Clearly Differentiate Between On-Site and Remote Work Experiences

Hybrid work should be more than working in different places. It should be about working in different ways and having a mix of experiences that complement each other. Financial services companies should engage their employees to understand what the optimal hybrid experience looks like and take steps to reach it.

While some financial services workers who work directly with customers probably do need to be on-site all or most of the time, management should work to provide them with some level of flexibility. For employees who don’t usually work with customers, companies should find ways to make coming into an office a valuable experience that employees can embrace and benefit from.

Give Employees the Tools Needed to Succeed in Hybrid Work

The success of hybrid work depends heavily on technology — mobile apps, wearables, instant messaging, video conferencing, assistive technology, real-time data and analytics, and much more. Financial services must select tools that fit their business needs and the needs of employees. One example: There are tools that help employees filter through the various types of messages they get every day. This enables employees to focus on getting meaningful work done while working off-site and having time for team meetings and collaboration while on-site.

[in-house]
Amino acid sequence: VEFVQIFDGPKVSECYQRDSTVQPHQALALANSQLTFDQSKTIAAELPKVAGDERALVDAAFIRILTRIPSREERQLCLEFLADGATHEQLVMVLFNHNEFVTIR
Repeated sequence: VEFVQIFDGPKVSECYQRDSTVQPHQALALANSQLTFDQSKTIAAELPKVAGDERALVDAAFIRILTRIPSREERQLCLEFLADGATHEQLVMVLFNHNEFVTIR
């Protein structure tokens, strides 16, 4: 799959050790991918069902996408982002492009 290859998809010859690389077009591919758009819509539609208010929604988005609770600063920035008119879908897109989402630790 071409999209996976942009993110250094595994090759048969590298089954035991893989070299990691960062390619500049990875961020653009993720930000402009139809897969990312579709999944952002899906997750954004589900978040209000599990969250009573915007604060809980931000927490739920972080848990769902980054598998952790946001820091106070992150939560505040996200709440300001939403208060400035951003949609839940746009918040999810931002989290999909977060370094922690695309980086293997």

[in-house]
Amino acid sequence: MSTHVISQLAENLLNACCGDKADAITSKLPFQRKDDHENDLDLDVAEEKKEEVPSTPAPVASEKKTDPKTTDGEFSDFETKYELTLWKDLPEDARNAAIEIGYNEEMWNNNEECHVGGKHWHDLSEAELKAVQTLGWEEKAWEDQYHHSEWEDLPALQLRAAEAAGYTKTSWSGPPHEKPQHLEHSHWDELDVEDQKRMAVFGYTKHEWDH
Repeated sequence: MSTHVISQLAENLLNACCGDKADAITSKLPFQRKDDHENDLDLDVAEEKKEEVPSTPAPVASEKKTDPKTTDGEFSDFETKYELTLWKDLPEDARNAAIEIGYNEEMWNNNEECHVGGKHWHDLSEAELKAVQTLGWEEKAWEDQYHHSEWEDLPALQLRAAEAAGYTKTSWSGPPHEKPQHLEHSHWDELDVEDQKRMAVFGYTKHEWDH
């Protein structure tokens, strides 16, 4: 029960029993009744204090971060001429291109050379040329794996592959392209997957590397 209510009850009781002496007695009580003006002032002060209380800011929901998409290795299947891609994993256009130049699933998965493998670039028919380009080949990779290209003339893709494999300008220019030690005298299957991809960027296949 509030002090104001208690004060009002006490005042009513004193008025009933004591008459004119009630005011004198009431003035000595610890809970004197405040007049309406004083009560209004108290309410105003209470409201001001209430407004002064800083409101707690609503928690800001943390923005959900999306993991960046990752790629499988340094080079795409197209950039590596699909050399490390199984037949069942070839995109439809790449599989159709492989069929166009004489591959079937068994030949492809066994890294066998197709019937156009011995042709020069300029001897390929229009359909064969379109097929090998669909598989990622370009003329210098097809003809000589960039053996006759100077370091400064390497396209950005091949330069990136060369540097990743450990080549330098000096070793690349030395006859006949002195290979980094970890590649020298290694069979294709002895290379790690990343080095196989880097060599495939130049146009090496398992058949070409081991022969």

However, many companies — after investing heavily in digital workplace technologies during the pandemic — have failed to fine-tune their use and functionality in the new hybrid world. Only 41% of organizations have the right technology for workplace navigation and only half have tools to help employees adopt technologies, according to Brandon Hall Group™ research, Is Your Employee Experience What You Intended?

That should change. Just having access to these tools is not enough. They must be adapted for specific use cases within banks and financial services offices. Workers also need resources to help them adopt the new technologies into their daily workflows.

Nurture Collaboration

As was demonstrated during the pandemic, high-quality collaboration can occur virtually or in-person. But it doesn’t happen by itself. Organizations must make a habit of soliciting input from colleagues who work in the same office and virtually from colleagues across time zones. Kyndryl’s research suggests that leaders who enable this kind of agility realize improved collaboration, productivity, organizational culture and employee satisfaction. Here are a few ideas:

  • Use collaboration technology effectively. Take advantage of tools like video conferencing, screen sharing, whiteboards, etc. Make sure everyone is comfortable using them. Provide tech support if needed.
  • Be flexible and accommodating. Accommodate different time zones and schedules. Record meetings and make notes available. Offer flexibility in working hours.